Sunday, 15 April 2018

Hides Hills and Woods, The River and the Heaven

Farlington Marshes ; the large peninsular that juts out into Langstone Harbour, separating Portsmouth from Hayling Island is a wonderful place to visit in Winter. This triangular walk can throw up some fascinating sights in ever changing circumstances. The tide can be at any level depending on your time of visit, throwing wildlife in all directions looking for food, either inland or out to sea.
The weather always plays it's part too. Being so exposed it is open to the elements, so going prepared for all extremes is a must, especially this time of year. It's easy to get caught out. 
Being just able to squeeze my van under the height restriction at the entrance to the car park, I met up with Chris. We decided to walk through to the information hut first as the pools nearby had been showing a rare Garganey Duck in recent days.
Proving fruitless on this occasion as we reached the building, we cut across back to the seawall
The viewing point looking onto the scrapes was eye watering thanks to the bitingly sharp easterly as it ruffled the shallow waters.
The tide was out but had begun it's slow return. Most of the waders and ducks were still out in the bay on the exposed silt grabbing the last morsels before they were covered once more, giving much needed respite to the worms and crustaceans from their incessant foraging.    

Chris alerted me to a lone Greenshank feeding before us. They are always quite obvious being so pale against the water and reed beds.
As we carried on edging the marsh and the exposed tidal mud either side of us, many duck were close at hand.
Overwintering Wigeon like to graze on the grass.
Shoveler have a beak for completely different applications as they like to sift through the water. When not on dry land that is. Well, dry ish, as the whole area was rather moist after the recent wet weather patterns.
All around the marsh the haunting call of the Curlew rebounded everywhere. There must have been a couple of hundred there easy.

Point field is the most southerly tip of the peninsular and the place Short Eared Owls have been regularly seen in the last few years spending their winter gorging on voles and mice.
This year they have been scarce here. Flooded fields not helping the matter as they prefer roosting on the ground as well as taking advantage of the bounty therein.

We made our way north then took the path inland and west towards the information hut that edges the pools and reed beds.
Thoughts of that rare male Garganey duck drove us eagerly to the lake once again. A few Teal, Canada Geese and Mallard were all we could pick out however.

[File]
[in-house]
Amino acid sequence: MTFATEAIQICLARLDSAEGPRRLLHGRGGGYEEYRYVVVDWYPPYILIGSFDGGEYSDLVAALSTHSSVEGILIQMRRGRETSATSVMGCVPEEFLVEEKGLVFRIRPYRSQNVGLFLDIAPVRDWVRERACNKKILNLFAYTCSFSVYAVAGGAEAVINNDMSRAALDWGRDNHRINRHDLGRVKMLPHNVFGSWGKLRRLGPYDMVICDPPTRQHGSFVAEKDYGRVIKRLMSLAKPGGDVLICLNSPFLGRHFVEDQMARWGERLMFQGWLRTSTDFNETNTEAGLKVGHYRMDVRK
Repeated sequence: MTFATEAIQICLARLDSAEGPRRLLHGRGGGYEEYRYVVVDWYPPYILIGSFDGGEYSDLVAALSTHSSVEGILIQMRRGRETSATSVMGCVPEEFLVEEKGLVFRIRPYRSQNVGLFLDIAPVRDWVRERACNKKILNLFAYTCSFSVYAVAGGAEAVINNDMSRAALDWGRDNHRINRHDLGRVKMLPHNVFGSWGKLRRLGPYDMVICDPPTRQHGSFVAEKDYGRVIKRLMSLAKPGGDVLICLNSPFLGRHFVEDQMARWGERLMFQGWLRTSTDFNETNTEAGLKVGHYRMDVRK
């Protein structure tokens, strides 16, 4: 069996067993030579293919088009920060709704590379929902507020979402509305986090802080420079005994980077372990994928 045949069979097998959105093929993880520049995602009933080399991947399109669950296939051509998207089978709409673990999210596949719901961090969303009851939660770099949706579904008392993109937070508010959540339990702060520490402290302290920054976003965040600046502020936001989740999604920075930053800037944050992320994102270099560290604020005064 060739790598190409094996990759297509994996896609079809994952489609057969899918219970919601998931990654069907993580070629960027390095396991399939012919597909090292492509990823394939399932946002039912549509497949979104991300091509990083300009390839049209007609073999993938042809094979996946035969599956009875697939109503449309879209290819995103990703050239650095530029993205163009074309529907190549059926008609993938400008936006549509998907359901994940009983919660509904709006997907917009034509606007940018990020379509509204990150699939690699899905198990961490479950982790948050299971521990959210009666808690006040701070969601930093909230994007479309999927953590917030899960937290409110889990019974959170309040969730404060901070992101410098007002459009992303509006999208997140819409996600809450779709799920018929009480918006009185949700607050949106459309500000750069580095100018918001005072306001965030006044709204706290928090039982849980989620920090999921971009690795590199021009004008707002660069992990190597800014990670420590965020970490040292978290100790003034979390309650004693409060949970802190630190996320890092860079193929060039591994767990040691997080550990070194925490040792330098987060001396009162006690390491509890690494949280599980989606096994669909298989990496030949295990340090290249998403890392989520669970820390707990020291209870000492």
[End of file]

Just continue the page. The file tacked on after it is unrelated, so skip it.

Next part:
A couple of Black Tailed Godwit seemed interested in our presence as they looked up in unison from their feeding routine. The male on the left was starting to enter into it's beautiful russet summer plumage.
Chris and I stared for what seemed like an eternity at the reeds for that characteristic white striped head of the Garganey. Always in our heads the thought of turning up the negative as is quite common when wanting to observe something rare. Then, as I looked through my binoculars, a small brown white frowned bird shot into focus and splashed onto the water before!
Only a little larger than as our most diminutive duck, the Teal, it shadowed a pair of Mallard along the lake.

The Mallard weren't too happy with it's presence so it decided the lake wasn't big enough for the both of them and flew off.

Luckily it landed a little further up for some better views
And to pal up with the Teal instead, who didn't mind it tagging along.
Garganey breed in scattered locations around the British Isles and in very small numbers.  No more than 100. They are usually migrational and seen here on passage.

As I ventured neared the lake edge for closer views of our white eyed friend, a small flock of Brent Geese were happily grazing a few feet from me. I stopped and turned to look, as they did in return. I backed off so as not to disturb them any further and put up all the birds.

A lucky chance meeting with our quarry for once, we headed off pleased with our sighting to the sea wall once more to view the birds heading inland as the tide rose.
Shelduck were the first to fly over into the marsh from the rising water, denying them of any more feeding opportunities.
Pintail also...

The forecast of bad weather was looming. The S word isn't usually banded about too often on the south coast. It showed itself the week before so we thought in our innocence we were out of the woods after one freak occurrence. Chris lives just over the south downs and that side of the hill usually bears the brunt of the weather so with knowledge aforethought he wisely set off home in case he became stranded. Wise fellow...